France on weekend riot alert
France was on alert on Friday for a possible upsurge of violence as the country headed into a long holiday weekend, two weeks after rioting first broke out in a run-down suburb of Paris.
Exceptional security measures were taken for Armistice Day ceremonies attended by President Jacques Chirac in the capital, which passed off without incident under the watch of about 3 000 police officers.
About 12 000 security officers are to remain mobilised around the country for the rest of the weekend amid fears of an upswing in arson attacks.
Levels of violence in poor city suburbs remained stable overnight, with 463 cars torched by rioters and 201 people arrested nationwide, figures almost identical to the previous night, national police said.
There were few clashes between youth gangs and police, with the most serious incidents reported in the eastern city of Lyon, where police said eight officers were injured.
France has been rocked by two weeks of car burnings, arson attacks and rioting carried out mostly by young Arab and black residents of poor suburban high-rise estates, who complain of economic misery and racial discrimination.
The unrest, France’s worst since the May 1968 student uprising, has subsided considerably since its peak on Sunday, when more than 1 400 cars were torched.
In neighbouring Belgium, which had feared a spillover of violence, police reported only six car burnings and other minor incidents.
On Wednesday, a state of emergency was declared by the French government and curfews introduced in more than 30 towns and cities.
Test of measures
This weekend is seen as a key test of the government measures—curfew powers for the worst-hit areas coupled with a package of social assistance for the run-down suburbs concerned—brought in to tackle the violence.
Shell-shocked by the two weeks of riots, authorities deployed heavy security for ceremonies on the capital’s Champs-Elysees avenue, marking the 87th anniversary of the end of World War I.
Chirac laid a wreath at the tomb of the unknown soldier under the Arc de Triomphe, in tribute to the more than 1,3-million Frenchmen who were killed during the 1914-1918 war.
Police also stepped up surveillance on suburban transport lines into Paris amid concerns that youths behind the unrest in out-of-town estates could be planning to disrupt the event.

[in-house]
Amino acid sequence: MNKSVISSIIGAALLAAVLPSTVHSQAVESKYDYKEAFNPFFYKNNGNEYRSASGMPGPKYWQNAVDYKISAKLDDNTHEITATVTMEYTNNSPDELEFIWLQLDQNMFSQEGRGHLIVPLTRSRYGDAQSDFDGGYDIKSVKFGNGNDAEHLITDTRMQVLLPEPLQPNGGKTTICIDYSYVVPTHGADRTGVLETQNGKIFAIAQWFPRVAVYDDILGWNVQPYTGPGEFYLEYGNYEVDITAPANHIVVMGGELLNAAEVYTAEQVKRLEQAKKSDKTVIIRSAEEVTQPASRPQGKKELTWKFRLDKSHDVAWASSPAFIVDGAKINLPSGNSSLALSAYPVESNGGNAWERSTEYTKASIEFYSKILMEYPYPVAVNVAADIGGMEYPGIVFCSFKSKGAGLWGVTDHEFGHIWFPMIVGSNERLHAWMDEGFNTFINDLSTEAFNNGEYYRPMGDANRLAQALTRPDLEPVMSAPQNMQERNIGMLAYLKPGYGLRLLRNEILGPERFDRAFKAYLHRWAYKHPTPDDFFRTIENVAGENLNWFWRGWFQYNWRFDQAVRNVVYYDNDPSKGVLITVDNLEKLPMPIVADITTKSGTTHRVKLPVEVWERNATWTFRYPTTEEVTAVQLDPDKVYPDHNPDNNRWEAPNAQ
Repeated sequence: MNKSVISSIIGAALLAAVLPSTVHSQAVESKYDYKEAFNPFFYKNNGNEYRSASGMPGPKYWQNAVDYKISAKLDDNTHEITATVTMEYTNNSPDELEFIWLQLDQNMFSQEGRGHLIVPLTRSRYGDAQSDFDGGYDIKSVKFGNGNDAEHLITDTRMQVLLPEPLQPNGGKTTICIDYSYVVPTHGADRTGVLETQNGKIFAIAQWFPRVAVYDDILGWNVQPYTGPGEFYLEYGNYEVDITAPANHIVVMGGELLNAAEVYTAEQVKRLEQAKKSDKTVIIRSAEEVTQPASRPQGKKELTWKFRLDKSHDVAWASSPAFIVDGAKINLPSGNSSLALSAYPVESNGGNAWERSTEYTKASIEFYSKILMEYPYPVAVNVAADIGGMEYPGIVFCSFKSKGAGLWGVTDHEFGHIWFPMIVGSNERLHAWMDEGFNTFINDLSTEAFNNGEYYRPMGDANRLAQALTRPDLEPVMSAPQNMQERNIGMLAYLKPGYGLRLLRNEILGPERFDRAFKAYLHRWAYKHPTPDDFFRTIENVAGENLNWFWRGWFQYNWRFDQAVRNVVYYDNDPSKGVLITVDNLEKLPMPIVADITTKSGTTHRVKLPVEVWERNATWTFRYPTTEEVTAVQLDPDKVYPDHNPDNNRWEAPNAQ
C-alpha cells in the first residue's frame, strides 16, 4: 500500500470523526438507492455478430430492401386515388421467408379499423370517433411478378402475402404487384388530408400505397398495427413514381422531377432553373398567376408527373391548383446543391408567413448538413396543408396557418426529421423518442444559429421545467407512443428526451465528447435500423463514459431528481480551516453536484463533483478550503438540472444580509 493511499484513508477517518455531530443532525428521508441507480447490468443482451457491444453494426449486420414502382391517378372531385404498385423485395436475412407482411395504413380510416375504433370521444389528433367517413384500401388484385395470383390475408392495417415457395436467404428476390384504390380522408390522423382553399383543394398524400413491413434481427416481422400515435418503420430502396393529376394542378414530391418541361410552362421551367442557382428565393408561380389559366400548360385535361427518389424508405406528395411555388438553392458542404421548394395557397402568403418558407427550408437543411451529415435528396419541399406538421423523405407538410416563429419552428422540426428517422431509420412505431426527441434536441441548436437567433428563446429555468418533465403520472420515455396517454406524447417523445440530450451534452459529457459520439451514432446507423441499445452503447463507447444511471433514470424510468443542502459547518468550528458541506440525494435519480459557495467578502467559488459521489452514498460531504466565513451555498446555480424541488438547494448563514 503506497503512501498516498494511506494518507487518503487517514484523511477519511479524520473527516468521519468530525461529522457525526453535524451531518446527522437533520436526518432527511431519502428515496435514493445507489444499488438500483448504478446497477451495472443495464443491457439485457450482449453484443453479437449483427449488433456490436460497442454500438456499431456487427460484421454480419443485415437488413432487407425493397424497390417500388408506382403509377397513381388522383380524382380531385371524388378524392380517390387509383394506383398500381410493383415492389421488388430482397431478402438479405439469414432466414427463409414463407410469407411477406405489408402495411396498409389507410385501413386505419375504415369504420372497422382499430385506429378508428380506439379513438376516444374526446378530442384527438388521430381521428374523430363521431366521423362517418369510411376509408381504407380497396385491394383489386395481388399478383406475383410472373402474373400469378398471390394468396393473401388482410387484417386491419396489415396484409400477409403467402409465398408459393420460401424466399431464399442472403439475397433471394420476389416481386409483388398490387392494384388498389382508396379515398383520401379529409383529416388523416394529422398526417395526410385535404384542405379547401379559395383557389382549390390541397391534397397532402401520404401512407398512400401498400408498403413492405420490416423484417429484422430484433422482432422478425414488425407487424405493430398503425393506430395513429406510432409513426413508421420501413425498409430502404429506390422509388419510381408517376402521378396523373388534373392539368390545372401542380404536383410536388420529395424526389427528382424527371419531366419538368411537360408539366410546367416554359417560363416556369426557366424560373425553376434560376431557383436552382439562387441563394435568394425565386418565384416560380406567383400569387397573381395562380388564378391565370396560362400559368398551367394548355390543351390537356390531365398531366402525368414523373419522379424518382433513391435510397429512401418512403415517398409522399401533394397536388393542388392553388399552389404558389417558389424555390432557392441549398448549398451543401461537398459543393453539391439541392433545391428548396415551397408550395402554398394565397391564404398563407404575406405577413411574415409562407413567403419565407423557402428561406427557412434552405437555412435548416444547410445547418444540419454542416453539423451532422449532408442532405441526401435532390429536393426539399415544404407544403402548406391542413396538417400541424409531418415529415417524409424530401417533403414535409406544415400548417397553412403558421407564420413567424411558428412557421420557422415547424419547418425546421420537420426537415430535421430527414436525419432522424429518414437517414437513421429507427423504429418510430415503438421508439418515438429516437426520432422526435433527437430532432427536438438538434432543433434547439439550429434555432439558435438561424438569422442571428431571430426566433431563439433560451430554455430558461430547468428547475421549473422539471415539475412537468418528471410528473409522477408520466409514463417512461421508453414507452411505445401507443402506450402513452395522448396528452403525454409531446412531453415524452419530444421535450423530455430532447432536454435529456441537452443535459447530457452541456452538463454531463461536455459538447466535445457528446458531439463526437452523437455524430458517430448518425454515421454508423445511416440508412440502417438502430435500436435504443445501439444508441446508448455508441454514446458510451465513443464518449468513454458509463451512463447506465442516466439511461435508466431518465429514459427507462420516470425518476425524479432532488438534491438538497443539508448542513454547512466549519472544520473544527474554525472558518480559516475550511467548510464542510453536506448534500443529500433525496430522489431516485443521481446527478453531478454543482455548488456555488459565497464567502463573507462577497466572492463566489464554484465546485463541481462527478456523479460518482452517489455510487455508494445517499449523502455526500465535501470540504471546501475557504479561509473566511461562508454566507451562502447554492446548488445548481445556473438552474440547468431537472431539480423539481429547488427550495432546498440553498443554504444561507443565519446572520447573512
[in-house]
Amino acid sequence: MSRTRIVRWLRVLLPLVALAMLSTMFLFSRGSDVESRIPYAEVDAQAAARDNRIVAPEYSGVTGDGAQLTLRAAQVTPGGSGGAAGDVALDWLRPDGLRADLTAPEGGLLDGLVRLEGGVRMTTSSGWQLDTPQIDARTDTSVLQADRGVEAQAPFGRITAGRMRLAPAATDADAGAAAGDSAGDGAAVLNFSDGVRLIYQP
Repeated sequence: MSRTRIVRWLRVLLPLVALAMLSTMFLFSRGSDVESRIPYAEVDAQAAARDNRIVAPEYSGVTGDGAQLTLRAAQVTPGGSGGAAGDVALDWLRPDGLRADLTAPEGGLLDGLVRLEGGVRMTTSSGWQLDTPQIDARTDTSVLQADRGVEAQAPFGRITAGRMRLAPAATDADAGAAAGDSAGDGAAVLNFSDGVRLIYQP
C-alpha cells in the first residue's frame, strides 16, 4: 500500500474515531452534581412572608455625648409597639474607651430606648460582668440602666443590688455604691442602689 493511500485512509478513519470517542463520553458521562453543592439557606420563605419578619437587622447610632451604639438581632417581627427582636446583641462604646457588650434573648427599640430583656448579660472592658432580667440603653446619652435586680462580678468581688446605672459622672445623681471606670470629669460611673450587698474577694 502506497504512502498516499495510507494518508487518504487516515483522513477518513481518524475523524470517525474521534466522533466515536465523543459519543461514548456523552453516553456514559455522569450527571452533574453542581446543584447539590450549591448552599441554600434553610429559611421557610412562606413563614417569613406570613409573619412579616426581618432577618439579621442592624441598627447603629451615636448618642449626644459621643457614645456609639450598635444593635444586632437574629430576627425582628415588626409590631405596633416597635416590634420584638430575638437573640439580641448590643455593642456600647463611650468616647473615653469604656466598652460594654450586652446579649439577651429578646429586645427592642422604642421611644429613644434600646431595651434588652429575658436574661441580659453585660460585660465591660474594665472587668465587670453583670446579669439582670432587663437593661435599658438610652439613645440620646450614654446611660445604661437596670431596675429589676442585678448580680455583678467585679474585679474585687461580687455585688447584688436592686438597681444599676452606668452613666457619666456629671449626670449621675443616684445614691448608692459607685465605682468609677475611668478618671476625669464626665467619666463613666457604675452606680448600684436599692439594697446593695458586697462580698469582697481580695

Messages on internet chat rooms and cellphones have been calling for rioters to descend on the capital over the weekend, according to police.
Petrol sales in small quantities have been banned in Paris to make it harder for rioters to manufacture Molotov cocktails.
However, national police Director General Michel Gaudin said the authorities are not aware of any specific threat to the capital.
Just over the River Seine from the Armistice Day ceremonies, a peace rally was to be held near the Eiffel Tower, called by several associations from the Paris suburbs.
Calm has been gradually returning to French cities, although curfews for unaccompanied children under 16 remained in effect in more than 20 towns on Friday.
About 7 500 cars and dozens of buildings, including schools and businesses, have been torched since the violence began. More than 2 200 people have been arrested and more than 250 handed prison sentences.
The violence erupted on October 27 following the accidental deaths of two teenagers electrocuted while hiding from police in an electrical substation.
Interior Minister Nicolas Sarkozy, whose tough talk on fighting crime has been blamed by some critics for helping fuel the rioting, said on television on Thursday he had no regrets about using the word “rabble” to refer to young troublemakers.
But the interior minister also said he would not permit any police excesses, after eight officers were suspended pending an investigation into an alleged assault on a young man outside Paris.
Three of the officers were released from custody on Friday, while the other five were referred before a state prosecutor.—Sapa-AFP.